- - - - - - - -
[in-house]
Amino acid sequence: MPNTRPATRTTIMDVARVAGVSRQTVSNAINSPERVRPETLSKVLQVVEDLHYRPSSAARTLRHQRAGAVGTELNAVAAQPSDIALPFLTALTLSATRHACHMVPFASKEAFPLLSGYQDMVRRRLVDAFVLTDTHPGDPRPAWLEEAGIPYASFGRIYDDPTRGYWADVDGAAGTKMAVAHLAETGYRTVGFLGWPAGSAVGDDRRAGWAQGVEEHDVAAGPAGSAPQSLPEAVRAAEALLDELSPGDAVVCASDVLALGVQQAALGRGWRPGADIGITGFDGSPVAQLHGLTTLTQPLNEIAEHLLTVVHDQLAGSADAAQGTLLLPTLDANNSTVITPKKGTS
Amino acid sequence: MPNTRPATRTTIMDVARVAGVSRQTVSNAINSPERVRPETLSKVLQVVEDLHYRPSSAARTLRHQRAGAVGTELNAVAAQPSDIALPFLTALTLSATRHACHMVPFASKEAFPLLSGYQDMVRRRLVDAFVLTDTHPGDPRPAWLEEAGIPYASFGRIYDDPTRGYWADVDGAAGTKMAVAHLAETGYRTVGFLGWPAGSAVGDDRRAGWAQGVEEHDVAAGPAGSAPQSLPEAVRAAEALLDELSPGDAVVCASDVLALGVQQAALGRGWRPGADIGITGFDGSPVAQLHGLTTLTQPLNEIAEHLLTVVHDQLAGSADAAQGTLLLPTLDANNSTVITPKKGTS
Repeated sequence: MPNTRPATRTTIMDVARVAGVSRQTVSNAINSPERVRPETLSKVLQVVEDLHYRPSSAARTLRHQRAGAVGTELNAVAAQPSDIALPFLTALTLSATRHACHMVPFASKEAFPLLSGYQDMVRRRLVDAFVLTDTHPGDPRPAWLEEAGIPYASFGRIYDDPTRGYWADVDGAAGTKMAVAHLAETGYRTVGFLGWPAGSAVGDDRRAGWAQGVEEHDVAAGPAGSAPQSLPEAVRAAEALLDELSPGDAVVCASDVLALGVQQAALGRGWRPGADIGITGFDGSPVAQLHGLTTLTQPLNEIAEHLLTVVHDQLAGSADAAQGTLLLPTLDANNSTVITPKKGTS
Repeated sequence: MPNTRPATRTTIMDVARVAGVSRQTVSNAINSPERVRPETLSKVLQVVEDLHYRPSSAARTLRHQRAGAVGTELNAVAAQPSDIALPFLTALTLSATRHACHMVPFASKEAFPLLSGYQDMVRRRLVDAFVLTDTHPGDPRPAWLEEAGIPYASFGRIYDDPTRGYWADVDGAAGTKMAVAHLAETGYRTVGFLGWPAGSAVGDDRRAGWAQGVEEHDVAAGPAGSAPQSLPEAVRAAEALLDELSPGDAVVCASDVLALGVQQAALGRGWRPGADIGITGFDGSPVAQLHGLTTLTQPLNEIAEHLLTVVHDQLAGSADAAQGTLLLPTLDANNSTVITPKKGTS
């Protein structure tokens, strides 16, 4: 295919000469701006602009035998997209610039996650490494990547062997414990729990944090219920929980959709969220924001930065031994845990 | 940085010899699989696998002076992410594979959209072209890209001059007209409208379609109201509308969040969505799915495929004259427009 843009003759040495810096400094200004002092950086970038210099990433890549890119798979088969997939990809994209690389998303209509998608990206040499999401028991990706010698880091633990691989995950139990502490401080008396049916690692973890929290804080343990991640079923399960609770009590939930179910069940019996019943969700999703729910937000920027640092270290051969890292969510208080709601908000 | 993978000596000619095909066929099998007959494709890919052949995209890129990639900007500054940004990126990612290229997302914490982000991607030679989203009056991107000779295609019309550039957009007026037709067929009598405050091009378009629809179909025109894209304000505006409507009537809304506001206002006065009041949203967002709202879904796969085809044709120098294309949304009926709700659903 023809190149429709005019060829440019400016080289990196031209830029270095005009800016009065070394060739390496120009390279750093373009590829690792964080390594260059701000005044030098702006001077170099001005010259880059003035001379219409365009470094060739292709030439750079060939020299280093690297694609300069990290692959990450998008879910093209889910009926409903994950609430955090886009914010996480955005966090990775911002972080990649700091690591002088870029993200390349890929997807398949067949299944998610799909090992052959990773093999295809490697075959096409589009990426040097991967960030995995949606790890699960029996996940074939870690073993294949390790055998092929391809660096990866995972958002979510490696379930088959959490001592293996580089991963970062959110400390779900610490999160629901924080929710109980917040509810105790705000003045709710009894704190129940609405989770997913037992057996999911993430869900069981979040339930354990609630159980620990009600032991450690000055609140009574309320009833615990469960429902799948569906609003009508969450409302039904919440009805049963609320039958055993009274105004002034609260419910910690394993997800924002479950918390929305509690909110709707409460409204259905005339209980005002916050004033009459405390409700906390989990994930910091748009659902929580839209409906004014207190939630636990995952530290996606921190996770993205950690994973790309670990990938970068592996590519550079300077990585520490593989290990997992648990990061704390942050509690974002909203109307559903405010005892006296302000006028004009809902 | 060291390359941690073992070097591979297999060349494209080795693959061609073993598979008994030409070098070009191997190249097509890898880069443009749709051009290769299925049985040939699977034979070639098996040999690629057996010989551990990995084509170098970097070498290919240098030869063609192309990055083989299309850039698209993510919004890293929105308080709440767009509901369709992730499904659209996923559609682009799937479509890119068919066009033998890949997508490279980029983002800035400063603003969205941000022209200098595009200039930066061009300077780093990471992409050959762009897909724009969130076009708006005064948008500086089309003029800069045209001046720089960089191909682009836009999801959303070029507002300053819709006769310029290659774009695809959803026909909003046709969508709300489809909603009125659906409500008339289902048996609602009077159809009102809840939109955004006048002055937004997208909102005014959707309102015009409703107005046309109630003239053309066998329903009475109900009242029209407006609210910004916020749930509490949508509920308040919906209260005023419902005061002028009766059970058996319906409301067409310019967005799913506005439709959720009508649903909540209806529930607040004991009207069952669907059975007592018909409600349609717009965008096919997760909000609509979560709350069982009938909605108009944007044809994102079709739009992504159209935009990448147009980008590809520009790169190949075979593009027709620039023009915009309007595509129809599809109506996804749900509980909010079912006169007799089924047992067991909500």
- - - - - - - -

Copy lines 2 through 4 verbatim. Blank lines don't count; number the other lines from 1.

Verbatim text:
Amino acid sequence: MPNTRPATRTTIMDVARVAGVSRQTVSNAINSPERVRPETLSKVLQVVEDLHYRPSSAARTLRHQRAGAVGTELNAVAAQPSDIALPFLTALTLSATRHACHMVPFASKEAFPLLSGYQDMVRRRLVDAFVLTDTHPGDPRPAWLEEAGIPYASFGRIYDDPTRGYWADVDGAAGTKMAVAHLAETGYRTVGFLGWPAGSAVGDDRRAGWAQGVEEHDVAAGPAGSAPQSLPEAVRAAEALLDELSPGDAVVCASDVLALGVQQAALGRGWRPGADIGITGFDGSPVAQLHGLTTLTQPLNEIAEHLLTVVHDQLAGSADAAQGTLLLPTLDANNSTVITPKKGTS
Amino acid sequence: MPNTRPATRTTIMDVARVAGVSRQTVSNAINSPERVRPETLSKVLQVVEDLHYRPSSAARTLRHQRAGAVGTELNAVAAQPSDIALPFLTALTLSATRHACHMVPFASKEAFPLLSGYQDMVRRRLVDAFVLTDTHPGDPRPAWLEEAGIPYASFGRIYDDPTRGYWADVDGAAGTKMAVAHLAETGYRTVGFLGWPAGSAVGDDRRAGWAQGVEEHDVAAGPAGSAPQSLPEAVRAAEALLDELSPGDAVVCASDVLALGVQQAALGRGWRPGADIGITGFDGSPVAQLHGLTTLTQPLNEIAEHLLTVVHDQLAGSADAAQGTLLLPTLDANNSTVITPKKGTS
Repeated sequence: MPNTRPATRTTIMDVARVAGVSRQTVSNAINSPERVRPETLSKVLQVVEDLHYRPSSAARTLRHQRAGAVGTELNAVAAQPSDIALPFLTALTLSATRHACHMVPFASKEAFPLLSGYQDMVRRRLVDAFVLTDTHPGDPRPAWLEEAGIPYASFGRIYDDPTRGYWADVDGAAGTKMAVAHLAETGYRTVGFLGWPAGSAVGDDRRAGWAQGVEEHDVAAGPAGSAPQSLPEAVRAAEALLDELSPGDAVVCASDVLALGVQQAALGRGWRPGADIGITGFDGSPVAQLHGLTTLTQPLNEIAEHLLTVVHDQLAGSADAAQGTLLLPTLDANNSTVITPKKGTS